Sheila: That was a terrific strategy Laura that clearly paid off. What strategies do you use today to keep development top of mind with your team members?

Laura: We know that talent development is not a one time check-the-box event.  That’s why development is a recurring agenda item for discussion in my 1 on 1’s.  I think of a career as a series of stories that each person is creating.  Thinking of my own career as a series of stories is aspirational. I first ask myself to go back in time and ask:  what are the stories am I most proud of until now in my career? And then I segue to – what stories do I want to tell in the future?  I ask people what they want their story to be.

Sheila: I love that, and you know that I am a big fan of stories.  You and I work together using purposeful stories.  I like how you’ve shaped questions around stories to work with your team on their careers.  What other strategies have you used?

Laura: You need to be deliberate to develop people as your team gets larger.  A focus on a learning culture is vital.  For example, some of our Market Intelligence team members wanted to learn more about strategy and broader communications.  We developed quarterly readouts marrying our team with 4 other teams such as Strategy, Investor Relations, Analyst Relations and Public Communications teams.  All the teams are learning and growing from each other’s skill sets.  It broadens and deepens the linkages in the network of people and makes future career choices available as the teams work with each other.  They can now get insights about what others are working on and appreciate more about how they do their work.  It also expands the possibilities of what’s possible in delivering work where they are right now.

Sheila: I like how you baked development right into how work gets done in this cross-functional way.  DELL EMC has a fast-paced culture and like in many other workplaces, rapid change has become the constant.  How do you keep the lines of communication open in times of change?

Relationships are important.  I get to know the members of the team by spending time with them to understand them better.  Then when times change it is easier and more natural to discuss the changes because I can anticipate their concerns.  I led the 3-Year plan for the Enterprise Strategy Group (ESG), working with engineers and finance professions across the organization to agree on a single approach, deadlines and the final product for our business strategy.  None of those people worked directly for me, so employing my own leadership skills such as negotiating and influencing were essential. I now know a lot more people and maintain relationships with many of them.  This is also vital to detect any early warning signs of upcoming changes that will impact our team.

Sheila: So that’s how you stay ahead of any surprises. Clever. Have you ever identified a career goal that surprised one of the members of your team?

Laura: Yes, I had a recent hire with a background in computer engineering who was working on some machine learning algorithms for predictive analytics.  I suggested that he could patent the great idea. He didn’t realize this could be part of the role and it excited him to know what he is doing is bigger than the current problem at hand.  The work he’s doing right now could live on to continue to shape decisions going forward. I suggest thinking of the ways to help your people see beyond the present to have greater impact.

What you don’t nurture, you risk losing

Sheila: Nurturing long-term thinking too.  Has there been an incident that has shaped your own philosophy of developing talent?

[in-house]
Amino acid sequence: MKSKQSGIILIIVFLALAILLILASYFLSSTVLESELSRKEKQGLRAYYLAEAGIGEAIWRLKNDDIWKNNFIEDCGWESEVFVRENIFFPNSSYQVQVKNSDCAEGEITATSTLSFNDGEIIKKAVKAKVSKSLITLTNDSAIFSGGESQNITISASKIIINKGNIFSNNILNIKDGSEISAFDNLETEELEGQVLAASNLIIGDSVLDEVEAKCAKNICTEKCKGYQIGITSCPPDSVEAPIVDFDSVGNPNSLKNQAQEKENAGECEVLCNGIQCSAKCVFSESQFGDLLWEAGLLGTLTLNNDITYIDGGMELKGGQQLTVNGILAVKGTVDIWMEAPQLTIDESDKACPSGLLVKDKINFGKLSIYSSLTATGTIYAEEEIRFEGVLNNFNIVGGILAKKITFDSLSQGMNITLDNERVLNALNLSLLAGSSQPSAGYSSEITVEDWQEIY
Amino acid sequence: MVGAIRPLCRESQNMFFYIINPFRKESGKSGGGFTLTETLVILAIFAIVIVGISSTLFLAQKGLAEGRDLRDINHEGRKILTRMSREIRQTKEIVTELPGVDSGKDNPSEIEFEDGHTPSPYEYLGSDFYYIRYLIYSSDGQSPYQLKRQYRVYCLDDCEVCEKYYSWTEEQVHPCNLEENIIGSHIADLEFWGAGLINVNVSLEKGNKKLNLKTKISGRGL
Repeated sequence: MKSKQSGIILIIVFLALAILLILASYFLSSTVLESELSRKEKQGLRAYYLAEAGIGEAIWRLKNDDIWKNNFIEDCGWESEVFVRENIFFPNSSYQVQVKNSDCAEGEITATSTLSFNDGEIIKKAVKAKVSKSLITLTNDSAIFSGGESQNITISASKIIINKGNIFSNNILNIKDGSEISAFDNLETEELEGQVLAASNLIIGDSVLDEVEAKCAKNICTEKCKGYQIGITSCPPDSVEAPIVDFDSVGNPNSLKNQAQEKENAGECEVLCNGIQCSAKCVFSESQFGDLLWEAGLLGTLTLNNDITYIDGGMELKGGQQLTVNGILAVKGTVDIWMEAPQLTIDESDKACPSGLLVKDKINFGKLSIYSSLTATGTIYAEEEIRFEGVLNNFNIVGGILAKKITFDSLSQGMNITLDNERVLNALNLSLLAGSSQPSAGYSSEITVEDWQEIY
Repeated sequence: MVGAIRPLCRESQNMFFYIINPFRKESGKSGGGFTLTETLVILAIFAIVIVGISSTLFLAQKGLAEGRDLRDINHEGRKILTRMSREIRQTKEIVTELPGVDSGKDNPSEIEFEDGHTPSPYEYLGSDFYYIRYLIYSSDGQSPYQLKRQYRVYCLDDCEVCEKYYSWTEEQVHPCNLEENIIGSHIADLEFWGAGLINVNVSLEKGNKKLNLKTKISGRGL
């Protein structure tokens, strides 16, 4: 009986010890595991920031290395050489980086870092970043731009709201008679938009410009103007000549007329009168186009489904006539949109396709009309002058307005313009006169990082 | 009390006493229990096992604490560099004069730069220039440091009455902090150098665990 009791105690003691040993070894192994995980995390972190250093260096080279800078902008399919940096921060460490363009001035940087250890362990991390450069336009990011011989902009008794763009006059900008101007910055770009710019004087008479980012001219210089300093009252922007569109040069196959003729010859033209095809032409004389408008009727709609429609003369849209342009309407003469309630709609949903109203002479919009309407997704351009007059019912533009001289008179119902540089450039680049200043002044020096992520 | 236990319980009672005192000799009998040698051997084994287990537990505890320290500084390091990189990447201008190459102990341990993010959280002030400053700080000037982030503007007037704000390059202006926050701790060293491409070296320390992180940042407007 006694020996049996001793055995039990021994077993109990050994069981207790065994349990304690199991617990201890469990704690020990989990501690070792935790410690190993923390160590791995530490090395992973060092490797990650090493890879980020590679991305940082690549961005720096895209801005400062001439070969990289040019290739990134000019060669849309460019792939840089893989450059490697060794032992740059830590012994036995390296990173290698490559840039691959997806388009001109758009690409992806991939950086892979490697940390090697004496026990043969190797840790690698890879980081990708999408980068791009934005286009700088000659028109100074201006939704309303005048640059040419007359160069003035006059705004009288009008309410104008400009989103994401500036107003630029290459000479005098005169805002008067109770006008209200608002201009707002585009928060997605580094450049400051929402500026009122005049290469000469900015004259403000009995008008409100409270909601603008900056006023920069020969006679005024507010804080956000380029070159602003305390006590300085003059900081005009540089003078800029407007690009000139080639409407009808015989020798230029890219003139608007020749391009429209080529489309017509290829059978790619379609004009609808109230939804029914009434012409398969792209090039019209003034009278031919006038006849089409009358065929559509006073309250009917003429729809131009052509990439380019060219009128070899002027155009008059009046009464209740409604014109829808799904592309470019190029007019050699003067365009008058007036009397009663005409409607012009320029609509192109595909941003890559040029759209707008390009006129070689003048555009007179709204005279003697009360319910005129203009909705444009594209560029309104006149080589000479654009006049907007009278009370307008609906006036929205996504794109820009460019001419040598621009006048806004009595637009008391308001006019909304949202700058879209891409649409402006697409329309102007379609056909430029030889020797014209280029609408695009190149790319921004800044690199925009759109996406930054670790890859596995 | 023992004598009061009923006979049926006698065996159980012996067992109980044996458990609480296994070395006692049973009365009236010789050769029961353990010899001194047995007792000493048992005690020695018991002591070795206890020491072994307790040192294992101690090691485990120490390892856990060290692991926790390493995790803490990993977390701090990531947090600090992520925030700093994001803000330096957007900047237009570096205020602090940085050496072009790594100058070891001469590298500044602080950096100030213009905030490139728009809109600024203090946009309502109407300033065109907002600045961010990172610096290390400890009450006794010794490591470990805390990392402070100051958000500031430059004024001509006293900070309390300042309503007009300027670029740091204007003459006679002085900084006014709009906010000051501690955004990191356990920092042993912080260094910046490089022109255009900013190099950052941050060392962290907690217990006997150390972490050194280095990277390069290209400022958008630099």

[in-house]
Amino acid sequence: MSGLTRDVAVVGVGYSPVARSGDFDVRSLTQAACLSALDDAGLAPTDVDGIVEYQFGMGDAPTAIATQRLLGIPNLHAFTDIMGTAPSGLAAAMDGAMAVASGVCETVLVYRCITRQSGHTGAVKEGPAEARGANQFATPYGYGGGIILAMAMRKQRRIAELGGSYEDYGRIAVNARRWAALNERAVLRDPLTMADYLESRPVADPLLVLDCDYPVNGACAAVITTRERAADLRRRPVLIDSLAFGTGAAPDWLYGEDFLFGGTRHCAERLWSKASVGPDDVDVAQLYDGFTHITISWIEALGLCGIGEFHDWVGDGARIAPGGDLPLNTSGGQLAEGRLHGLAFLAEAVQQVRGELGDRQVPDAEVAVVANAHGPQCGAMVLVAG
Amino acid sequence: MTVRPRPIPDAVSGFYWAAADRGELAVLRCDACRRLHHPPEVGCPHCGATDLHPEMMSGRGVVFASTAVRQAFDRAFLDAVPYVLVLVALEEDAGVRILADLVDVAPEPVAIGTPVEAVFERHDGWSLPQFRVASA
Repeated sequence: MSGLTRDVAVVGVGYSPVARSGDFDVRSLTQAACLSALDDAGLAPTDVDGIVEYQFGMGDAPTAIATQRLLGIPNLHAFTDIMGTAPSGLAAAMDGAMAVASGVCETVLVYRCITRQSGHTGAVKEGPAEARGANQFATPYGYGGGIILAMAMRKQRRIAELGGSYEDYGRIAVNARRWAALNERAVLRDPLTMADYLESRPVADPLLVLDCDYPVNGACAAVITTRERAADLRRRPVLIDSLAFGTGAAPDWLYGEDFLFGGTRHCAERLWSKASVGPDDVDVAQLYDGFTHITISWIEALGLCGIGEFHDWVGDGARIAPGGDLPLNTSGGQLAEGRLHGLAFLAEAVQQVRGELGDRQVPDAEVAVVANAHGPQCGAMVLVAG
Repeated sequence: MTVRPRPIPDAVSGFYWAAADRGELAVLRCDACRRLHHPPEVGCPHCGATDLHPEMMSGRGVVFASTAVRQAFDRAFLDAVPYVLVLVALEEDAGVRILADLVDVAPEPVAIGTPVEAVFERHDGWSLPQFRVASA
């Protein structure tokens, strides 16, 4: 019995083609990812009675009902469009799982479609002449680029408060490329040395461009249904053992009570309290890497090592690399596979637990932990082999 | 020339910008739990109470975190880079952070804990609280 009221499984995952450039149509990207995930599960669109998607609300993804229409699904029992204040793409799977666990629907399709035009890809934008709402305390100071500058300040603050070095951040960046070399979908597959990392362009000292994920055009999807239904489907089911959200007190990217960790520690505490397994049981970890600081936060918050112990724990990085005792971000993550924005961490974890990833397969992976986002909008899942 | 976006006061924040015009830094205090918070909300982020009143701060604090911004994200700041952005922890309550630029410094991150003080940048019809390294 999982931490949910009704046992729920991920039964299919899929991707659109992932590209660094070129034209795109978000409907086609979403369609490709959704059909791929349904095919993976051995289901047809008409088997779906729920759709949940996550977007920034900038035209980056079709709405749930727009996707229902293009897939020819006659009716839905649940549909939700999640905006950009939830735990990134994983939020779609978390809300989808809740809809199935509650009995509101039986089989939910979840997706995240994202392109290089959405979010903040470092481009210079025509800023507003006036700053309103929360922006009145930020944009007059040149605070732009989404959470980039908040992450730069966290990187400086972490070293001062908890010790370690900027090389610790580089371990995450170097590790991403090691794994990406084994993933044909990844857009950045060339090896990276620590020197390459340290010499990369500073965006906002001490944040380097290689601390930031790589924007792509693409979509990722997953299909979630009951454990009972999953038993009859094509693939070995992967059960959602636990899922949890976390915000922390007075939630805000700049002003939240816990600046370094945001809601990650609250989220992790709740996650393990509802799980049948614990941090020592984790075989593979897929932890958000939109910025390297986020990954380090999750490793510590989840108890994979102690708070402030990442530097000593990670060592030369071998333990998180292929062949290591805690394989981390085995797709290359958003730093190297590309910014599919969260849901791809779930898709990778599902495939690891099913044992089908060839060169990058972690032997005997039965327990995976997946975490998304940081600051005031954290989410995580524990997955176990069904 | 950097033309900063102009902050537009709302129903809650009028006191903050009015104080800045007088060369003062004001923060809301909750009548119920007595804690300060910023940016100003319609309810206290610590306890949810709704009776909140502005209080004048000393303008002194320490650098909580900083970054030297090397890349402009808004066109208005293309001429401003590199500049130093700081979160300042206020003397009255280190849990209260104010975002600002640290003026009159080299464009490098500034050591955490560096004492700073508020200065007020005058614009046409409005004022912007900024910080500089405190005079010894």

Laura: As leaders attracting and developing talent, you have to come to terms with the reality that your people may search out for or be tapped for other opportunities.  Recently I had someone leave the company to pursue an MBA at Cornell in order to pursue investment banking opportunities.  I fully supported his decision and even participated in a 360 feedback request from Cornell.  It was a sudden leave, and prior to his departure, I was able to fill the position for cross-over because I had a thick pipeline of talented candidates.  It’s something I learned early on to do.

Sheila: Keeping the pipeline evergreen.

Laura: Yes, exactly. I learned that early as a manager.  When the Integration of Dell and EMC Market Intelligence was moving at full speed, I had just developed the Dell MI team.  With the integration, I needed to shift focus to our new storage line of business.  Having already developed leaders on the team, I was able to bring the new team into the fold and together we were able to take on the challenge of becoming a single voice of industry performance for the Infrastructure Solutions Group.  We combined our analytics and insights into a defined framework for competitive deep dives and insights housed on a combined portal for easy accessibility.

Humpty Dumpty’s lesson to talent

Sheila: A lot was going on at the same time and I can see how you used that to your advantage. Last question for you Laura. How do you identify a high potential team member with lots of headroom?

Well, high potential team members have high energy and optimism.  They seem restless in search of improvement. I see an inquisitive nature and desire to question assumptions and move to make things better.  I lead a complex area with industry disruption.  We are constantly questioning assumptions and are being challenged. We take things apart and put them back together for best results.  So a telltale sign is when someone pulls things apart and can put them back together in a new way.  In my experience, people that show this type of curiosity are a great fit for broad roles across Dell EMC.

Sheila: Thank you Laura. I know that you have much more to say on the topic of people development. I love working with you and am excited as I know you are about speaking on the panel. Thank you for having this exchange!

Laura: This was great! Thanks Sheila. Talk with you next week.